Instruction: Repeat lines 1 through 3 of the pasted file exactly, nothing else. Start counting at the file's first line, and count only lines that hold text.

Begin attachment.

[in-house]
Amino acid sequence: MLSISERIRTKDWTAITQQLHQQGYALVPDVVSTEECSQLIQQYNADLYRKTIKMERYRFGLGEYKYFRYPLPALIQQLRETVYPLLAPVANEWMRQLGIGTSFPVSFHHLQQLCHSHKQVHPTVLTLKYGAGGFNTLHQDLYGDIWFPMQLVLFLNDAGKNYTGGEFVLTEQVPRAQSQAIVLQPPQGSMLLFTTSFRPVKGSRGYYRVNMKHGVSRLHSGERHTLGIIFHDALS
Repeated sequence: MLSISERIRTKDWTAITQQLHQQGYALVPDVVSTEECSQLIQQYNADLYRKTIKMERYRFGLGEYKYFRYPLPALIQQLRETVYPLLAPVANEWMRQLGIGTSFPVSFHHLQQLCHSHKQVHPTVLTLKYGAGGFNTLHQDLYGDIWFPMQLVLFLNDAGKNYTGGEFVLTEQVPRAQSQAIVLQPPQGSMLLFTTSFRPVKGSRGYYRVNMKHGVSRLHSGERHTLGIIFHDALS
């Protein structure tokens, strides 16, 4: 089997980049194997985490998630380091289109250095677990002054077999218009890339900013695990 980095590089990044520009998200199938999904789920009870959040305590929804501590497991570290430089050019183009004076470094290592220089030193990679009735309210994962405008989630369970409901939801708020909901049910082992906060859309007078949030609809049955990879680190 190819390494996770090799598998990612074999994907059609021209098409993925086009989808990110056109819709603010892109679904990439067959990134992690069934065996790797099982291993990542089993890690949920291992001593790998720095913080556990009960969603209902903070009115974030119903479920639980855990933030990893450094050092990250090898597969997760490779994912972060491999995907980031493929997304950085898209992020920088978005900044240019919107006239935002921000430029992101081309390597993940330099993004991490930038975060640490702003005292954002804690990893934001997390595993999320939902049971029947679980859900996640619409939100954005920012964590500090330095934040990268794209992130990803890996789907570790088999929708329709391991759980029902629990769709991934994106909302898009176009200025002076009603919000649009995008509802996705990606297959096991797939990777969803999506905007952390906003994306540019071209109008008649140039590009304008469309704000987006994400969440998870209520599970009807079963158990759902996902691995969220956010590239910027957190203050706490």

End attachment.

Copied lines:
[in-house]
Amino acid sequence: MLSISERIRTKDWTAITQQLHQQGYALVPDVVSTEECSQLIQQYNADLYRKTIKMERYRFGLGEYKYFRYPLPALIQQLRETVYPLLAPVANEWMRQLGIGTSFPVSFHHLQQLCHSHKQVHPTVLTLKYGAGGFNTLHQDLYGDIWFPMQLVLFLNDAGKNYTGGEFVLTEQVPRAQSQAIVLQPPQGSMLLFTTSFRPVKGSRGYYRVNMKHGVSRLHSGERHTLGIIFHDALS
Repeated sequence: MLSISERIRTKDWTAITQQLHQQGYALVPDVVSTEECSQLIQQYNADLYRKTIKMERYRFGLGEYKYFRYPLPALIQQLRETVYPLLAPVANEWMRQLGIGTSFPVSFHHLQQLCHSHKQVHPTVLTLKYGAGGFNTLHQDLYGDIWFPMQLVLFLNDAGKNYTGGEFVLTEQVPRAQSQAIVLQPPQGSMLLFTTSFRPVKGSRGYYRVNMKHGVSRLHSGERHTLGIIFHDALS